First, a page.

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Navigating Your Way to Good Health: Finding Reliable Information Online

person surfing the web, looking at webmd and google

As a Veteran, you might feel you can handle your health on your own. And with all of the health information available on the Internet, it shouldn't be too hard to find.

It's certainly true that your health is ultimately your responsibility. The Pew Internet & American Life Project conducted a study that showed eight in ten Americans have looked up health information on the Web. But you want to make sure the online health information you get is accurate and reliable. So how do you separate the good information from the bad - or even the downright dangerous?

First and foremost, consider the source, says Dr. Susan Woods, staff physician at the Portland VA Medical Center in Portland, Ore., and Associate National Director for eHealth at the Veterans Health Administration Office of Informatics and Analytics.

"When you use the Web, check to see who runs the site," said Woods. "Is it a government agency? A research group? A company? Does the information come from a credible health system like the Mayo Clinic or a federal website like the National Institutes of Health?"

To find quality information:Dr. Susan Woods, Portland VA Medical Center

  • Check the date. Go to the bottom of the Web page to see when information was posted or last updated. This is especially important for health information, which can change often based on new research.

  • Check the experts. Look for whether the information was written or reviewed by an expert. Read the "About Us" section to learn who operates the site.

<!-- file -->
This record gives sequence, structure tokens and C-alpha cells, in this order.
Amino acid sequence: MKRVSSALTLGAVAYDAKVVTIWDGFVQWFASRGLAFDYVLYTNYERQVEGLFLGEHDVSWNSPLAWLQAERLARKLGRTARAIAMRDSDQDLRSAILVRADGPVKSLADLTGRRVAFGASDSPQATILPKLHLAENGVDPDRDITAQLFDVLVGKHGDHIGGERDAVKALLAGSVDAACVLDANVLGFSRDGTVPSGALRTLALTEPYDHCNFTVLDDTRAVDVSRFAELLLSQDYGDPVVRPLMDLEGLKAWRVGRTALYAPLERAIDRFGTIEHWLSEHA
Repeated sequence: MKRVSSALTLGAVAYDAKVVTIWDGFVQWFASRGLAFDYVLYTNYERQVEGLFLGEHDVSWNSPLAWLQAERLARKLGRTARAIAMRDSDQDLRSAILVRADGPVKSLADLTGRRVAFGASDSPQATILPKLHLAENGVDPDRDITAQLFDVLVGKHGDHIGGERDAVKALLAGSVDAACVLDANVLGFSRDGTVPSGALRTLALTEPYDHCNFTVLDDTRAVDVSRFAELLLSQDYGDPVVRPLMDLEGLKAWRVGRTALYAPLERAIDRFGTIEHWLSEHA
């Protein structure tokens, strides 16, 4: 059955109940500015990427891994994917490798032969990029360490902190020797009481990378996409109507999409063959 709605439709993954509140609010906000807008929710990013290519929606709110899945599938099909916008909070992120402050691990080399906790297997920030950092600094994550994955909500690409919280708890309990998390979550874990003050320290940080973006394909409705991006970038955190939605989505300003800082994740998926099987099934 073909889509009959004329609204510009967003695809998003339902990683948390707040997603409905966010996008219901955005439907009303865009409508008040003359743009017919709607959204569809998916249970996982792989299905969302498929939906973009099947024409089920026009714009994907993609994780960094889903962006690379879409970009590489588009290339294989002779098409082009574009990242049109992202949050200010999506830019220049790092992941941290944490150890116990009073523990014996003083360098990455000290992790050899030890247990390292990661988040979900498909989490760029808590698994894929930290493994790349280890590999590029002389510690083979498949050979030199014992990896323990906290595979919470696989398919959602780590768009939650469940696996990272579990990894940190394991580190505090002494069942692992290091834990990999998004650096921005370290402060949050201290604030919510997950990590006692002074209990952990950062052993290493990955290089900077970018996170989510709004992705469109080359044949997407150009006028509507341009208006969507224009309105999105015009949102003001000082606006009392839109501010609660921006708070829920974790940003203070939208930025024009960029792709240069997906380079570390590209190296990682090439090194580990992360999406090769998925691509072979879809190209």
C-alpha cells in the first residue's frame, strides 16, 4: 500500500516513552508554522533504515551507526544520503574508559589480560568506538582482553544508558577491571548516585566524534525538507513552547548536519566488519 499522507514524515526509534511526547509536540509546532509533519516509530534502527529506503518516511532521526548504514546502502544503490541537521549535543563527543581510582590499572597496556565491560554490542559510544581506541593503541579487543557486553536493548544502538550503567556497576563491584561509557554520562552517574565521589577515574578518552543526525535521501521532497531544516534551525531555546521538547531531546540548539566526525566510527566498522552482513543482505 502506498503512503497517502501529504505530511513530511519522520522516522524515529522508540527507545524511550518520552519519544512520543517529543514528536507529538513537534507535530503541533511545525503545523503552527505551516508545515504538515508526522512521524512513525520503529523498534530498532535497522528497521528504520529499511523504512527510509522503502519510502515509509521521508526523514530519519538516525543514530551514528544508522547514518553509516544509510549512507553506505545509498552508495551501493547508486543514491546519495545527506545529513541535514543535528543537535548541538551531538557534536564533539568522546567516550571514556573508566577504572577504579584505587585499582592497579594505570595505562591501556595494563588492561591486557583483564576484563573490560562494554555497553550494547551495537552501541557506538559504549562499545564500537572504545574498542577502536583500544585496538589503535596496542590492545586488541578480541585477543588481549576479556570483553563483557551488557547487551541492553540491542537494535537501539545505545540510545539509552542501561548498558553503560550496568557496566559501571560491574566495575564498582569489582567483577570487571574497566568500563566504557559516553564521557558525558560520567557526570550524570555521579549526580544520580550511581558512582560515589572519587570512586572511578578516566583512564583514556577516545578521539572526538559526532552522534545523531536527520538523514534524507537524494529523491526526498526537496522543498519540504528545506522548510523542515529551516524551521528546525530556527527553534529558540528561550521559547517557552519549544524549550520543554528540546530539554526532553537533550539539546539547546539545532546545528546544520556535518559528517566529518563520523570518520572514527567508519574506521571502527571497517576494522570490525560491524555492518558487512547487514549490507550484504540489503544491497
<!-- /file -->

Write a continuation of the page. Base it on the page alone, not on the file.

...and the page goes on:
• Avoid the sales pitch. Beware of sites plugging a product or service - or that are full of advertisements or personal testimonials.

  • Get a second opinion. Check the information against one or several other websites to see if it matches up. Share what you find with your doctor.

  • Trust your gut. Rely on your gut feeling and common sense. If the information seems untrue, it probably is.

How can VA and My HealtheVet help?

The U.S. Department of Veterans Affairs (VA) created My HealtheVet to give you information you can trust and help you take charge of your health. Make it your first online stop.

"All the Vets I spoke with love it," said Ralph Stott, a retired Vietnam Veteran who volunteers to register Veterans on My HealtheVet at the Captain James A. Lovell Federal Health Care Center in North Chicago, IL. "In my opinion, My HealtheVet takes care of physical, mental and even spiritual needs. If you go to My HealtheVet, really look at what's offered and actually apply some of the useful things they have, it can give you a new lease on life."

It did for Stott. Using the activity and food journals on My HealtheVet, Stott revamped his exercise and eating habits. Now he rides his bicycle, runs two miles a day and eats less meat and more fruit. He also switched to skim milk.

"Eating healthier has given me so much energy I can hardly contain myself," said Stott. "I'm in better health now at 68 than I was when I was playing football in high school."

My HealtheVet is designed to work with VA's health system to give Veterans coordinated, full-service care.

"Vets have a primary care, patient-aligned team, which they communicate with in several ways," said Woods. "For instance, a Vet can go to My HealtheVet for information and then communicate with the team through Secure Messaging or by phone to check it out, according to Woods. "It's the team's purpose to triage the Veteran's concern."

Through My HealtheVet, "we're trying to deliver a spectrum of care using whatever tools are at the Veteran's disposal, ranging from virtual communication with a health care provider through Secure Messaging to face-to-face care," Woods said. "What the VA offers is wonderful."

Read More

The Pew Internet & American Life Project (VA) - Highlights of the Pew Internet Project's research related to health and health care.

Department of Veterans Affairs (VA) - More health information from the VA.

Federal Trade Commission (FTC) - Three government websites the FTC recommends for health information.

National Institutes of Health (NIH) - Fact sheets, brochures, press releases, videos and other information from the nation's medical research agency.

Mayo Clinic - Patient information, research and more from one of the nation's top medical institutions.

U.S. Centers for Disease Control and Prevention (CDC) - Health information for the public on many topics, including vaccines, children's health, global and environmental health, emergencies, diseases, healthy living and more.

Updated March 20, 2012